Christian Hithe: All defense, all the time

This is the tenth story in the SLR Original series on Title IX  (See previous)

Christian “Crit” Hithe is a UNC-Charlotte basketball player who had transferred from another college and was sitting out for an NCAA-mandated year when I met her at the university, where she took my ethics class.

Crit Hithe 1

Like Vicky Bullett, Hithe has benefitted so directly from Title IX and equal access to sport that it’s hard to ignore.

Once she could play at Charlotte, she blew me away with her work ethic. Put this 5’9” guard in for 10 minutes and she’ll stuff the stat sheet. She plays tenacious defense, all the time, in a style that coaches love to teach but players don’t always claim as theirs. Hithe claims it. 

She has since become a part-time starter, and scores more points, but I hope she keeps her identity as the gritty first person off the bench, who wows fans with hustle.

I attended the final regular-season game of her sophomore season, after which the two senior players and manager were honored, and we pledged to each other to be there when she gets those salutes in her final season.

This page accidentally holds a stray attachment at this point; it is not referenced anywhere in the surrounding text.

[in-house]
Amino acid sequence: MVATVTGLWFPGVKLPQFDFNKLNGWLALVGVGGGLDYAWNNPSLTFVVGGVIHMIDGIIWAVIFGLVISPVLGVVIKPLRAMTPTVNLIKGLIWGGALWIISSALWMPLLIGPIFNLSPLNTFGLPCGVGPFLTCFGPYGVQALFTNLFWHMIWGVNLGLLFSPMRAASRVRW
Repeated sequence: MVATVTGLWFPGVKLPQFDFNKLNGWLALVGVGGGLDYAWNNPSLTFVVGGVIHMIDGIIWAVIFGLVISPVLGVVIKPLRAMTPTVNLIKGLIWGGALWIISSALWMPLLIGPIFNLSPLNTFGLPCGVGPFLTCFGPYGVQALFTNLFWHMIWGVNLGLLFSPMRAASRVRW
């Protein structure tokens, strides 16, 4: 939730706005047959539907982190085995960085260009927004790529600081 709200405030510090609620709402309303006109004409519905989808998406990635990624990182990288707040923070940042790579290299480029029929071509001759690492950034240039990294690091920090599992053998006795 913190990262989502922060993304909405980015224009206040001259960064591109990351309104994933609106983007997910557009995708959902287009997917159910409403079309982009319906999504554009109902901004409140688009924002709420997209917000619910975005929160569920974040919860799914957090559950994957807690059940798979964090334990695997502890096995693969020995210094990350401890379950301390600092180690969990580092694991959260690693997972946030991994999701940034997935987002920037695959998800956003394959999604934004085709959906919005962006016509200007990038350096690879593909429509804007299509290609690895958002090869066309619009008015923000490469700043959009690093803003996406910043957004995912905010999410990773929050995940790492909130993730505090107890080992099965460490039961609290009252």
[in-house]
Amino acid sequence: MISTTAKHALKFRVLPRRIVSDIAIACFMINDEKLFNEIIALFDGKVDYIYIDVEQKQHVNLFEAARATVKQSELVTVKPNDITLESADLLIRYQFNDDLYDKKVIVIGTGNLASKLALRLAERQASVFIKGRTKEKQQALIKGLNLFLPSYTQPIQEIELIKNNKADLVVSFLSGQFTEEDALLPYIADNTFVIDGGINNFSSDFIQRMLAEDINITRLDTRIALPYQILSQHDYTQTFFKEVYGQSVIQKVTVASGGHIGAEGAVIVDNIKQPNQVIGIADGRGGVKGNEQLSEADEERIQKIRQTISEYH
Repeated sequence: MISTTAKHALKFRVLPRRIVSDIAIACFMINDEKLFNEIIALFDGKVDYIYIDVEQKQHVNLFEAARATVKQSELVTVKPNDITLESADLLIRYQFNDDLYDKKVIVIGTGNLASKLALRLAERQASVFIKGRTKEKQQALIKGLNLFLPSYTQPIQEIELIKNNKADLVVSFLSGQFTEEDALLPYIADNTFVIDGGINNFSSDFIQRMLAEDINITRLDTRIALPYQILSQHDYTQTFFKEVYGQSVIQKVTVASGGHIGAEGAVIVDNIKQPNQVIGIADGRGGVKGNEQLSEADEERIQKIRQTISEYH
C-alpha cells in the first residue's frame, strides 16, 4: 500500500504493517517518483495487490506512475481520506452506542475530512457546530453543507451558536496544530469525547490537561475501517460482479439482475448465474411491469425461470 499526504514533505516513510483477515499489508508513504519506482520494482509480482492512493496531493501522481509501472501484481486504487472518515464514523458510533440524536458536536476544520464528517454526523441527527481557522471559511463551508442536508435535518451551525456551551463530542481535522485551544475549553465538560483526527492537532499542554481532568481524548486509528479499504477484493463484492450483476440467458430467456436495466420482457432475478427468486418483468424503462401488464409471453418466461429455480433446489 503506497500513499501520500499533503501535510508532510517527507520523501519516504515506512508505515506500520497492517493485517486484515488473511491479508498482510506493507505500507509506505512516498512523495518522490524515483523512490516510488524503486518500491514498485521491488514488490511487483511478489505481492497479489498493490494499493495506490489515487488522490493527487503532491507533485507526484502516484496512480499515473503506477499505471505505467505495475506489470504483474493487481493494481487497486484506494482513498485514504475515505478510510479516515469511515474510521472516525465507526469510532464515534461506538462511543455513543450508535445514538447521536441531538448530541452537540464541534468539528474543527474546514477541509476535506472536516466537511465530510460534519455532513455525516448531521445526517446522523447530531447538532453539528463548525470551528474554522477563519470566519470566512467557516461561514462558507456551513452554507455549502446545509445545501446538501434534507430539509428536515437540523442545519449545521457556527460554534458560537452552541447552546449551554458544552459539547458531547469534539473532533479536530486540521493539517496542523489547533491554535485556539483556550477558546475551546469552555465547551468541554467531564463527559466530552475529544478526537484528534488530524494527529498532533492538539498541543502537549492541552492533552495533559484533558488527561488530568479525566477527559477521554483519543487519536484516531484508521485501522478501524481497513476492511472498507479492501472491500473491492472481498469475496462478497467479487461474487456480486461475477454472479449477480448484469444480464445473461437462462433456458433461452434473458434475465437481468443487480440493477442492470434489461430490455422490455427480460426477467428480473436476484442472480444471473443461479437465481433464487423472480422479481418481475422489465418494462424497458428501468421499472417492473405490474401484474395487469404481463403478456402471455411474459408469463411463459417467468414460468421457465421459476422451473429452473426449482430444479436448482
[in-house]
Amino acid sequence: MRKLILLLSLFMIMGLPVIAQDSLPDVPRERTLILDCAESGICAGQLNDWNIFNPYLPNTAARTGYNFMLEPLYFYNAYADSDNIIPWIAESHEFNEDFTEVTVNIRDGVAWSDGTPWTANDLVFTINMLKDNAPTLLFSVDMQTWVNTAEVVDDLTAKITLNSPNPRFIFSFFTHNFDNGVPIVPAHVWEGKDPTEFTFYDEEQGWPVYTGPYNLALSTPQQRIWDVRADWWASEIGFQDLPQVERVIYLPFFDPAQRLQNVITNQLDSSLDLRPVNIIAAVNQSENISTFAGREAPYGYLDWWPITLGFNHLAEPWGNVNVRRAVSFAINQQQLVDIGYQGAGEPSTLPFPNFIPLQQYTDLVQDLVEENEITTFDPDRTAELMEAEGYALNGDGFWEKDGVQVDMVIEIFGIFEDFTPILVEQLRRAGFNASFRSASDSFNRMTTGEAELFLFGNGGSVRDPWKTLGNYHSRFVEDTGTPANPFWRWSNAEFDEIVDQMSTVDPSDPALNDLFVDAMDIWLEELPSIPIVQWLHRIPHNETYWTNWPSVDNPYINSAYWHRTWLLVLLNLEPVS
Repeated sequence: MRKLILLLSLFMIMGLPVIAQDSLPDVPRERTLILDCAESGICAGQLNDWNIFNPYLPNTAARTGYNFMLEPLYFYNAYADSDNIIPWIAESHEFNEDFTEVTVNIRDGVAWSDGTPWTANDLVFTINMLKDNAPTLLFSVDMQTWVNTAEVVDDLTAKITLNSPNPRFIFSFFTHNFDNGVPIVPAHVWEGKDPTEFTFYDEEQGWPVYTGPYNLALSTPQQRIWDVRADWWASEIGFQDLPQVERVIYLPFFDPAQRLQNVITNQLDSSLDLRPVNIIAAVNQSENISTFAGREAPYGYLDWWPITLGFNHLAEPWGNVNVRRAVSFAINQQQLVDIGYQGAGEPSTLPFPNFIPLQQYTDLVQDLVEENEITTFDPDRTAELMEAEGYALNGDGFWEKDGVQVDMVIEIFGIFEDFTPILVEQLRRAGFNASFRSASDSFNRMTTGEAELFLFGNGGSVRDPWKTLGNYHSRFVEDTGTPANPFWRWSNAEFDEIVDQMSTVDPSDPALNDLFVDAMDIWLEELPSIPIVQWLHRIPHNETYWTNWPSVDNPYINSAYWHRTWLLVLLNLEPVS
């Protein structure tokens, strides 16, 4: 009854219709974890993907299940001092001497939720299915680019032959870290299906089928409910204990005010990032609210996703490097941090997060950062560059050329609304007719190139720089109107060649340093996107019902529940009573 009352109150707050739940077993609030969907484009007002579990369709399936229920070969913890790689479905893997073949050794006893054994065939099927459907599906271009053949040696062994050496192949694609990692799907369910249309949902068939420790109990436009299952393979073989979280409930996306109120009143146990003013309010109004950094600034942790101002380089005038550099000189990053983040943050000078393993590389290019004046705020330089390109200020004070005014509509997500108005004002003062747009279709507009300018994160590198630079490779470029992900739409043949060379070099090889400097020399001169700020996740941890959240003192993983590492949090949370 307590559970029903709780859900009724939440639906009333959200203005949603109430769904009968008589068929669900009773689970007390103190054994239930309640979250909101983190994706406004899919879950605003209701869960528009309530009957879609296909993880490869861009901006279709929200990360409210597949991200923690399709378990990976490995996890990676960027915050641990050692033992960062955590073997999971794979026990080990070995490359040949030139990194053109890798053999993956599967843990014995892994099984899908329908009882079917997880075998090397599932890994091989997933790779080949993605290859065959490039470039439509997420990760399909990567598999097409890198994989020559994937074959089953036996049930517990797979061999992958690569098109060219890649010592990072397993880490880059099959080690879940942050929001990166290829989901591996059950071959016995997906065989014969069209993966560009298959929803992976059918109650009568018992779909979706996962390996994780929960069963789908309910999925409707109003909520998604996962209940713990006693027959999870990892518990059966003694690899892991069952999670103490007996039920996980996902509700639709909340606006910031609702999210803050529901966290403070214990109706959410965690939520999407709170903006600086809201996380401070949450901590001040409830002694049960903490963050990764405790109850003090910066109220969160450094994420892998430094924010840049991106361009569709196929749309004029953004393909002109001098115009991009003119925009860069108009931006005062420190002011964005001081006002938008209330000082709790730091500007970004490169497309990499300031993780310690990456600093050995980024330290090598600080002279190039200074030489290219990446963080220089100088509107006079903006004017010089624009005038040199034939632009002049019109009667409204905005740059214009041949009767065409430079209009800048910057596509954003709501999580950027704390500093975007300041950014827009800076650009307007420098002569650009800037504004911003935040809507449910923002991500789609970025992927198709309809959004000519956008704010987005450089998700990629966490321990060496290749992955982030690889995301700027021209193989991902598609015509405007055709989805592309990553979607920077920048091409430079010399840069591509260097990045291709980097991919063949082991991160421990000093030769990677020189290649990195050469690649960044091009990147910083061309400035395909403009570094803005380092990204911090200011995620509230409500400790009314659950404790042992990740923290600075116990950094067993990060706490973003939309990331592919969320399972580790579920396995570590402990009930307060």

Hithe grew up in New Orleans but her family moved to South Carolina after the devastation of Hurricane Katrina. Her mom volunteered for the American Red Cross to help clean up the city, and Hithe was able to see live footage of their submerged house and of the work her mom was doing. She was an all-state player in South Carolina high school basketball and won the state high jump championship, and all that ability set her on a path to higher education.

“I am grateful that my talents as a basketball player resulted in me receiving a full scholarship,” she said. “One day that basketball will stop bouncing, but my education can never be taken away, and will carry me through life.”

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The biceps of Christian Hithe and Ellyn Ritterskamp next to one another. (JULIE RITTERSKAMP)

Accordingly, she has a forearm tattoo that reads “Knowledge is Power,” and another that reads “If Not Know, Then When,” a deliberate spelling to combine “know” and “now.” 

And since she does not have to worry about the day-to-day expenses of her education, Hithe is free to love shoes — not dress shoes, heels, or boots, but sneakers. 

I had the good sense, on a recent evening after class, not to interrupt Hithe and her peers while they discussed footwear, to tell them about shoes in the ’80s that had flashing lights in the soles. I think those may have come back, though, so my story might not have been foolish, but retro, or even “vintage.” 

Read the final part of our series on Title IX: Havana Blum